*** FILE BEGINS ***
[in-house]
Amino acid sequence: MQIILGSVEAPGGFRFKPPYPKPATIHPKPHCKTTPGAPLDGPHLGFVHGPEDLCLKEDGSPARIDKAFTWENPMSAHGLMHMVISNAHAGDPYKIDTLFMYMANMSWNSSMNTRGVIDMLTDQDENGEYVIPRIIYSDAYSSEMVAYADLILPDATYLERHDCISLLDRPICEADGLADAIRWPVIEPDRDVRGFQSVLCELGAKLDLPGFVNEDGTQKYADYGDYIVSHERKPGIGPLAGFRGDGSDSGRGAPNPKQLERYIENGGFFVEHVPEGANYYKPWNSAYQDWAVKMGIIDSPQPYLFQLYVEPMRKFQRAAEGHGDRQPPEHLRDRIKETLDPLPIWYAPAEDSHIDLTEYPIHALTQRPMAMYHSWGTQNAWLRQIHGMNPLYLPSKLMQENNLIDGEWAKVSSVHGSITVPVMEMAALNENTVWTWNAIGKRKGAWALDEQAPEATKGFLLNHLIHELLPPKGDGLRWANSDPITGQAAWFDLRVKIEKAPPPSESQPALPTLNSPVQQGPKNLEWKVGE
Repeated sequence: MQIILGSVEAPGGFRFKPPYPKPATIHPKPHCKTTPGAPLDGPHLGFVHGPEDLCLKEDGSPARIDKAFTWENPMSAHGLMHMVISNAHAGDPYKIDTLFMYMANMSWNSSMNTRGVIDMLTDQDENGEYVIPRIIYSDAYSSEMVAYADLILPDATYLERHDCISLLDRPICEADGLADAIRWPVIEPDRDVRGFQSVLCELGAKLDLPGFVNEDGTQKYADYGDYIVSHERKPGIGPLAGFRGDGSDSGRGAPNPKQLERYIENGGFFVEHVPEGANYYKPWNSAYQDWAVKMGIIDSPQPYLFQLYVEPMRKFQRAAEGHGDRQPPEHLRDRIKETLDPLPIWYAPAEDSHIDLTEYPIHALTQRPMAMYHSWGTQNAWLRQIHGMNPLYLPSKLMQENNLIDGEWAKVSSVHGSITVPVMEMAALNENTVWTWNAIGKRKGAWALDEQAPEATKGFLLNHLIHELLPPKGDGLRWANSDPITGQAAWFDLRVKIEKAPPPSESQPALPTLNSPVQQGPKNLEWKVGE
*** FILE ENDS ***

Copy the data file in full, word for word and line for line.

[in-house]
Amino acid sequence: MQIILGSVEAPGGFRFKPPYPKPATIHPKPHCKTTPGAPLDGPHLGFVHGPEDLCLKEDGSPARIDKAFTWENPMSAHGLMHMVISNAHAGDPYKIDTLFMYMANMSWNSSMNTRGVIDMLTDQDENGEYVIPRIIYSDAYSSEMVAYADLILPDATYLERHDCISLLDRPICEADGLADAIRWPVIEPDRDVRGFQSVLCELGAKLDLPGFVNEDGTQKYADYGDYIVSHERKPGIGPLAGFRGDGSDSGRGAPNPKQLERYIENGGFFVEHVPEGANYYKPWNSAYQDWAVKMGIIDSPQPYLFQLYVEPMRKFQRAAEGHGDRQPPEHLRDRIKETLDPLPIWYAPAEDSHIDLTEYPIHALTQRPMAMYHSWGTQNAWLRQIHGMNPLYLPSKLMQENNLIDGEWAKVSSVHGSITVPVMEMAALNENTVWTWNAIGKRKGAWALDEQAPEATKGFLLNHLIHELLPPKGDGLRWANSDPITGQAAWFDLRVKIEKAPPPSESQPALPTLNSPVQQGPKNLEWKVGE
Repeated sequence: MQIILGSVEAPGGFRFKPPYPKPATIHPKPHCKTTPGAPLDGPHLGFVHGPEDLCLKEDGSPARIDKAFTWENPMSAHGLMHMVISNAHAGDPYKIDTLFMYMANMSWNSSMNTRGVIDMLTDQDENGEYVIPRIIYSDAYSSEMVAYADLILPDATYLERHDCISLLDRPICEADGLADAIRWPVIEPDRDVRGFQSVLCELGAKLDLPGFVNEDGTQKYADYGDYIVSHERKPGIGPLAGFRGDGSDSGRGAPNPKQLERYIENGGFFVEHVPEGANYYKPWNSAYQDWAVKMGIIDSPQPYLFQLYVEPMRKFQRAAEGHGDRQPPEHLRDRIKETLDPLPIWYAPAEDSHIDLTEYPIHALTQRPMAMYHSWGTQNAWLRQIHGMNPLYLPSKLMQENNLIDGEWAKVSSVHGSITVPVMEMAALNENTVWTWNAIGKRKGAWALDEQAPEATKGFLLNHLIHELLPPKGDGLRWANSDPITGQAAWFDLRVKIEKAPPPSESQPALPTLNSPVQQGPKNLEWKVGE